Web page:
Want to be the Best in the World?

I recently had a debate with several colleagues about the following question; would you rather be the best in the world at one specific task or a jack of all trades? Viewpoints on the question were mixed.

On one hand, being the best in the world makes you an authority on whatever it is you are the best at. A jack of all trades may have a wide range of talents, but is unlikely to be called upon for knowledge on one particular subject.

On the other hand people that are the best at what they do spend endless hours perfecting their craft, but are often one dimensional. What does a professional athlete do after his or her career is finished? Malcolm Gladwell’s title “Outliers” suggests that it takes 10,000 hours for someone to master their craft. That’s over five years (based on a 37.5 hour work week) of working on only one specific task.

Product Management is one career path where it’s viewed as beneficial to have expertise in a number of areas. As the link between a number of organizational functions including technology, marketing and sales – having broad knowledge is important for developing the trust and support of the stakeholders Product Managers work with on a daily basis. A Software Product Manager without technical expertise may have difficulty communicating customer needs to the internal technology team. An effective product manager though, must also be able to communication benefits to the product’s end user in a way they’ll understand.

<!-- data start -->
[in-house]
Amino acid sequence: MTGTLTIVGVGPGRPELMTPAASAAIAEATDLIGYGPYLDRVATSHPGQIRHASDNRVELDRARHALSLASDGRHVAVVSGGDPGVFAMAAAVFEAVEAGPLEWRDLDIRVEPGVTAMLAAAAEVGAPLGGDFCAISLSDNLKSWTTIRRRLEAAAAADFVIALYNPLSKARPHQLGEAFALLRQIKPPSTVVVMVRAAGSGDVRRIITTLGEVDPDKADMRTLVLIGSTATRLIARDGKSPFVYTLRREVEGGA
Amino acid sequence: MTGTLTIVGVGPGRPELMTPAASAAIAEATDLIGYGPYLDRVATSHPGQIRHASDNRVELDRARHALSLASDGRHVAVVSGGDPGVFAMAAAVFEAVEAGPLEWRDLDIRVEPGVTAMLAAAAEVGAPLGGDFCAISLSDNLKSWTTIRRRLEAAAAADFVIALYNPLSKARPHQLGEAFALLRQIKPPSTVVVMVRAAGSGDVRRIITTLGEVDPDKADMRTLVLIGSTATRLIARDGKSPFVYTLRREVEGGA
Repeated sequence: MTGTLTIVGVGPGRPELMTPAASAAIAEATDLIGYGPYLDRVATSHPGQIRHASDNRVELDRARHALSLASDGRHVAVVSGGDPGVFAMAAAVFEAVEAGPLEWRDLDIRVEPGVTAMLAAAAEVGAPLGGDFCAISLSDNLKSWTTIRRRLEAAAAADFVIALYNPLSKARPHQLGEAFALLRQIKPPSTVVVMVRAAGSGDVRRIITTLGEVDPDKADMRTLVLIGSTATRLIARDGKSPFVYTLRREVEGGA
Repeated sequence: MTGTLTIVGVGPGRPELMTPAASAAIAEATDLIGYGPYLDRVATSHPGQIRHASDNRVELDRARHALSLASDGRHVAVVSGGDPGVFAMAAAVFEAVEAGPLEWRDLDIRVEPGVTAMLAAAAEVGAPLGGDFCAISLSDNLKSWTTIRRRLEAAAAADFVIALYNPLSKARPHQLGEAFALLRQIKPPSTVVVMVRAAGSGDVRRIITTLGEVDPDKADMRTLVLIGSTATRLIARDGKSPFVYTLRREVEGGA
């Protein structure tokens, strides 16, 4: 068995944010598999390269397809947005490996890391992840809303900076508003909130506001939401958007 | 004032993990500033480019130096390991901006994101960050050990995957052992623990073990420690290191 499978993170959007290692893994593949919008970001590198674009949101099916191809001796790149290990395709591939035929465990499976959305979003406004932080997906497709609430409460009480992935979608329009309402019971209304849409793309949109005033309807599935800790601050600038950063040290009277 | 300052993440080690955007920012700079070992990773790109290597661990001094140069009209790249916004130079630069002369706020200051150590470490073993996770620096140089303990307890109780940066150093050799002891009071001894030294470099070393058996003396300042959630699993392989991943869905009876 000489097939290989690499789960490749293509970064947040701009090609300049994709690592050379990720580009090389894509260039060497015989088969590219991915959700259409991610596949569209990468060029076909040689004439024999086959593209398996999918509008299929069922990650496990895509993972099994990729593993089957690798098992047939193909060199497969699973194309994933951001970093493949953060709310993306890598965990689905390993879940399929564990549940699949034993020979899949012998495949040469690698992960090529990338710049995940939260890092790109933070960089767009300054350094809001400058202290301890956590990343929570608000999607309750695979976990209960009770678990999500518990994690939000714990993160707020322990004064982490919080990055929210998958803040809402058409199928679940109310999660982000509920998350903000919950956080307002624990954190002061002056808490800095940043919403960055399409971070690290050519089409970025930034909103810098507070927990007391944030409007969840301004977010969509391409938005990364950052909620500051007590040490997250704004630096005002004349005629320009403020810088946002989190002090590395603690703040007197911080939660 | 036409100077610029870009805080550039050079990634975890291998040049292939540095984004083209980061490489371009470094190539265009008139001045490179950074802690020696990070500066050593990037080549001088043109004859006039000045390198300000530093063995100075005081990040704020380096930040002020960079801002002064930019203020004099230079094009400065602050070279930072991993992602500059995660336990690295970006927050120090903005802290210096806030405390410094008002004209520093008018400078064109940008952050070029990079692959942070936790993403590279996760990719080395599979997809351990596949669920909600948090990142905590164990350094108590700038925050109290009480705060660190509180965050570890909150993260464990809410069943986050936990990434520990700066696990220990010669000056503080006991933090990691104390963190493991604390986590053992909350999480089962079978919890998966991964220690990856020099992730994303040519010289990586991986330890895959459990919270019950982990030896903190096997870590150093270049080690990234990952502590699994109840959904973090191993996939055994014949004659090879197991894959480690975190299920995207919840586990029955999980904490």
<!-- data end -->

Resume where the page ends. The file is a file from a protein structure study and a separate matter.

In Product Management, being the best in the world is not a matter of mastering one particular task. What are the key factors to perfecting your craft?

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